Working with Ho tribal women to resolve the perennial crisis in Kalikaprasad village is as much an important personal journey as it is a professional journey.
Two large water pots - one on the head and the other clung to her waist seemed to overpower the frail frame of Kuni. Four other women were ahead of her in a slow-moving procession, a sight familiar in rural India. They greeted me warmly as I parked my bike near the village school. Later, at the Self Help Group* (SHG) meeting, I could not take my eyes off Kuni. She looked so pale. I touched her forehead. It was burning. I closed my eyes for a bit. Images of Ho people with their songs and dance, drums and festivals, impoverished yet happy despite their ragged clothes, broken mud houses, bulging tummies and visible rib-cages and skinny limbs of children, anemic and undernourished women, came flooding to my mind.
Kalikaprasad village is located in the buffer zone of the famous Similipal Biosphere Reserve in Mayurbhanj district of Odisha. Development has largely bypassed this village and villages in such hinterlands of India.
‘Three years!’ I contemplated.
I had been working in this remote rain-fed village with the Ho tribes to ensure food security and enhanced incomes from their farms for the last three years. Much had changed. The SHGs in the village, in these years, had grown in strength and there was a visible sense of new aspiration in the women. My own understanding of development from “a top-down initiative” had evolved in this period to “a people-driven empowerment approach”.
The issue of women travelling a kilometer to fetch water had always bothered me. Yet, I was unsure how to resolve that. That summer day I thought, ‘But today there had to be a start.’
I broached the issue of water scarcity in the village.
The women started talking together. It was something close to their hearts and an issue they faced every day.
“Let us work together to resolve it. There must be some way.”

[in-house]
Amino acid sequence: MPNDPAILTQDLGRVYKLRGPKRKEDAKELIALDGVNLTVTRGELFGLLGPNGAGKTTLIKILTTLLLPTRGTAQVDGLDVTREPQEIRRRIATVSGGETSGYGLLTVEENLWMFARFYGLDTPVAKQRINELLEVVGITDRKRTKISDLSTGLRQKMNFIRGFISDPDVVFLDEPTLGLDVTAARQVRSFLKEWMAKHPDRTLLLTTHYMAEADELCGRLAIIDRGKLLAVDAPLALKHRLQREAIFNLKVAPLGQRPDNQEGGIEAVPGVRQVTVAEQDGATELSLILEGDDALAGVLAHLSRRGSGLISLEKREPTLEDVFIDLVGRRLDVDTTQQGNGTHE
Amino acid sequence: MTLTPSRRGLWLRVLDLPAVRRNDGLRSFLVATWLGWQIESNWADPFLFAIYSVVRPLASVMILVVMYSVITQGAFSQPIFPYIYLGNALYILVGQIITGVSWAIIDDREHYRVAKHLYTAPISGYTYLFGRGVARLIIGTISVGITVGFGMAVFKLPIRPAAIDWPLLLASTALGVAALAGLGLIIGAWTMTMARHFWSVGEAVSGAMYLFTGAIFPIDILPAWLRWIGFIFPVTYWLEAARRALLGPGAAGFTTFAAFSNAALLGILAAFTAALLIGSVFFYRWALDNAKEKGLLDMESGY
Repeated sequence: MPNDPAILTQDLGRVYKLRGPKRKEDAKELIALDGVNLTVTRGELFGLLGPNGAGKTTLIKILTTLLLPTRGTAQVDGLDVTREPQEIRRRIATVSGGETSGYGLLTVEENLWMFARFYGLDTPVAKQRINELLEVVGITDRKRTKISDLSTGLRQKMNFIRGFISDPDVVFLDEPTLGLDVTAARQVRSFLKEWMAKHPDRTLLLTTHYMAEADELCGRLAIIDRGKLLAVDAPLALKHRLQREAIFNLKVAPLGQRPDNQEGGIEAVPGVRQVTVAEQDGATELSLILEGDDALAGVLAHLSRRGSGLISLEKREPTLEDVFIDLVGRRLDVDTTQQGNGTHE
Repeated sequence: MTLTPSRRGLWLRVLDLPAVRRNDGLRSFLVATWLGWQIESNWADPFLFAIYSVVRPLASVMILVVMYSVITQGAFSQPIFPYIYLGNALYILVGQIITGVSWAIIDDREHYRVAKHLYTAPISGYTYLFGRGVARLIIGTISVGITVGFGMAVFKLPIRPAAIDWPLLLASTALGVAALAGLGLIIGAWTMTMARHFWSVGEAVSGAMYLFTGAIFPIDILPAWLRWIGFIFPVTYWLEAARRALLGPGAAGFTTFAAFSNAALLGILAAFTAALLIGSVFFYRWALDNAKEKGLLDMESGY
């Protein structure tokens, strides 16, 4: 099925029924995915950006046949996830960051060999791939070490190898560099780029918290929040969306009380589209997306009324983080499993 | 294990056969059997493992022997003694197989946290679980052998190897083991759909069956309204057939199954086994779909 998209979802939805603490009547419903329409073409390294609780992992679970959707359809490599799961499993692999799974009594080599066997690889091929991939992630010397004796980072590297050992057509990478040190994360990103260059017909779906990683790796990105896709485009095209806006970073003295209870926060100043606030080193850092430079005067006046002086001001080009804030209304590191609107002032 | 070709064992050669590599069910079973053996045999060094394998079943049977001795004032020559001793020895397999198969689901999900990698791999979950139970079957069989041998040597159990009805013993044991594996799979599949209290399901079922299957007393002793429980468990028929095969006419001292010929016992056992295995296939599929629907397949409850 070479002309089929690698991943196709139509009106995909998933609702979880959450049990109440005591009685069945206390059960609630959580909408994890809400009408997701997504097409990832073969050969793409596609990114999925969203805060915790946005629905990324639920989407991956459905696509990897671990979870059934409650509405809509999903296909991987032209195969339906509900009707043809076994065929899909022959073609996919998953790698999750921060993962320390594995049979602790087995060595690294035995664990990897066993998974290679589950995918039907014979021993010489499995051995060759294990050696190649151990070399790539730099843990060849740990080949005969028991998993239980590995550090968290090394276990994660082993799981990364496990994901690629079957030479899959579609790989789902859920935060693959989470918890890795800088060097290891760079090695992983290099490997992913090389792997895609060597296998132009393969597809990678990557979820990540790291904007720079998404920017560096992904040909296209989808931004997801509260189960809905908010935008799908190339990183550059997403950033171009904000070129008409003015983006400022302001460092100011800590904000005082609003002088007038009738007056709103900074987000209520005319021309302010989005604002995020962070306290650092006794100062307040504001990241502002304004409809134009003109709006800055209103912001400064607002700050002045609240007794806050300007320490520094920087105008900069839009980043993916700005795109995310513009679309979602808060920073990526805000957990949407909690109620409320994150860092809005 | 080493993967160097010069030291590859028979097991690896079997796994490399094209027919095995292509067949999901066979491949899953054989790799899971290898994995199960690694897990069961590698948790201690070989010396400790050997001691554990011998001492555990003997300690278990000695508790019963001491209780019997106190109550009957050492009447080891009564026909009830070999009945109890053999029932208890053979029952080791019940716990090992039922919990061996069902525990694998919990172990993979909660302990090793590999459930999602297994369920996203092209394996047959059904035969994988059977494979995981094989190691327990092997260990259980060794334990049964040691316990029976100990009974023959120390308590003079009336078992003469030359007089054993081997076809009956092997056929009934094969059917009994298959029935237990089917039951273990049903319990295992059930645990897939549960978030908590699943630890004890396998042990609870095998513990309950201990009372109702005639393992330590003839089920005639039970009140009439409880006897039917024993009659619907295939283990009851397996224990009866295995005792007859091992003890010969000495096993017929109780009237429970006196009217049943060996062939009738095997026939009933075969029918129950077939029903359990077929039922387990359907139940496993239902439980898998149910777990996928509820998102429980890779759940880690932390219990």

“Do you want to have a look at the source of all life in this village?” Malti asked.
I knew what she was talking about. I smiled.
“Chalo, Chalo, let’s go”
Everyone got up. This was going to be a long walk. I requested Kuni to go home and rest. She refused to move even an inch in the other direction. We walked up the terrain to a stunning view of the Gurgudia mountains.
At 1500 feet, gushed out the elixir of life- Gameya Jharna, a perennial water stream. The women knew the solution. As someone working on rural development, I just needed to help them join the dots.
The plan was to bring the water from the mountains to the village through a pipeline.
Our mission was clear: water at doorsteps. The monsoon rains were coming soon. Work had to be completed before that. That started a whole set of frantic activities in the days that followed.
We utilized funds under the Mahila Kishan Samridhi Pariyojana** (MKSP). SHG women negotiated with vendors for PVC pipes for better pricing. Construction began but it was not without its share of hiccups. There was an elephant attack one night, damaging PVC pipes. Many meals were skipped in the hot summer but the spark of change had been lit. We were swept away in a wave of optimism. My cloak of just being a development practitioner was washed off even before the first rains. I felt an inexplicable bond with the women. I felt one with them.
And like magic, even before the skies opened up, flowed the first drop from the tap!
“We got our best return for the hardest of our labor when water came out from the tap. I touched it; it was so pure!” the happiness was visible on Kuni’s face.
Water, priceless water, was flowing near their homes for drinking and into their backyards.
The tedious march of women with large pots on their heads has finally stopped at Kalikaprasad. Kuni and I walk up to the Gameya Jharna one evening.
“Source of all life”, she whispers.
“Reaching your doorsteps”, I whisper back.
And we can’t hold back our smiles. Or our tears.
* Self Help Group (SHG) is usually a collective of 10-15 poor rural women, which meets periodically to save small sums of money. As this pool of money grows, they inter-loan to cater to emergency credit needs, thereby reducing their dependency on money lenders. SHGs also provide a platform where PRADAN engages with the community to improve their livelihoods, ensure year round food security and work on other pertinent issues.
** A government program